ترنج ترنجبين تره


تَرَنْجُبِينٌ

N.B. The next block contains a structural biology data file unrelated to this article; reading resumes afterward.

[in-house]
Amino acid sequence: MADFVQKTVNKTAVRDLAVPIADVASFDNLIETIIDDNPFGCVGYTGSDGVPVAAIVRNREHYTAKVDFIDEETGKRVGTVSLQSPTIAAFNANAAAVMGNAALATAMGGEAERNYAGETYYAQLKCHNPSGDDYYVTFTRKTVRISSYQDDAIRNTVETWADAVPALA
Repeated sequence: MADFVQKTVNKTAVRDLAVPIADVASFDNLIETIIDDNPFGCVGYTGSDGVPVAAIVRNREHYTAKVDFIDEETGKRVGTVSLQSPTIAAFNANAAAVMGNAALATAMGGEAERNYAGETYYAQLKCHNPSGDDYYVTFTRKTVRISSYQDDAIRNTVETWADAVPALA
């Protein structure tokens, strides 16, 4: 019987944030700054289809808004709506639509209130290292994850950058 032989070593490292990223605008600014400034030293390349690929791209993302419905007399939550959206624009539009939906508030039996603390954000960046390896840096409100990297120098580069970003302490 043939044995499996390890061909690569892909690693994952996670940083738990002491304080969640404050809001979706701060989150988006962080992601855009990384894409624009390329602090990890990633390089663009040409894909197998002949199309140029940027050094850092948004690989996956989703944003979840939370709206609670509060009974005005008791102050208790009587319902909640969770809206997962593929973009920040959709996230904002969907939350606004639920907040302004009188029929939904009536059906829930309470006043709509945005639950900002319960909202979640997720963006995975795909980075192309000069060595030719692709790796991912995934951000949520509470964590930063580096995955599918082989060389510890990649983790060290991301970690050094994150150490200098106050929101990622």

تَرَنْجُبِينٌ and تَرَنْجَبِينٌ and تُرَنْجَبِينٌ [thus variously written, in the last manner in the TA, and there said to be “with damm;” from the Persian تَرَنْغُبِينْ; A kind of manna; the manna of the thorny plant called by the Arabs the حَاج, and hence by European botanists “alhagi:” accord. to Dr. Royle (art. “Man” in Kitto's Cycl. of Bibl. Lit.), it is a sweetish juice which exudes from the alhagi maurorum, concretes into small granular masses, and is usually distinguished by the name of Persian manna: he also states that the alhagi maurorum and another species, alhagi desertorum, are ‘ called in Mesopotamia “agool,” according to some authorities, while by others this is thought to be the name of another plant: ’ by “agool” is meant عَاقُول, q. v.:] a kind of dew (طَلٌّ), that falls mostly in Khurásán and in Ma-waráli-n-nahr, and, in our country, mostly upon the حاج: the best thereof is that which is fresh, or moist, and white: (Ibn-Seenà, or “Avicenna,” vol. i. of the Arabic ed., p. 262:) the مَنّ [or manna] mentioned in the Ḳur-án [ii. 54]. (Ksh, Bḍ, Jel, TA.) [See also “Ibn Baithar” (Ibn-Beytár), vol. i. p. 207.]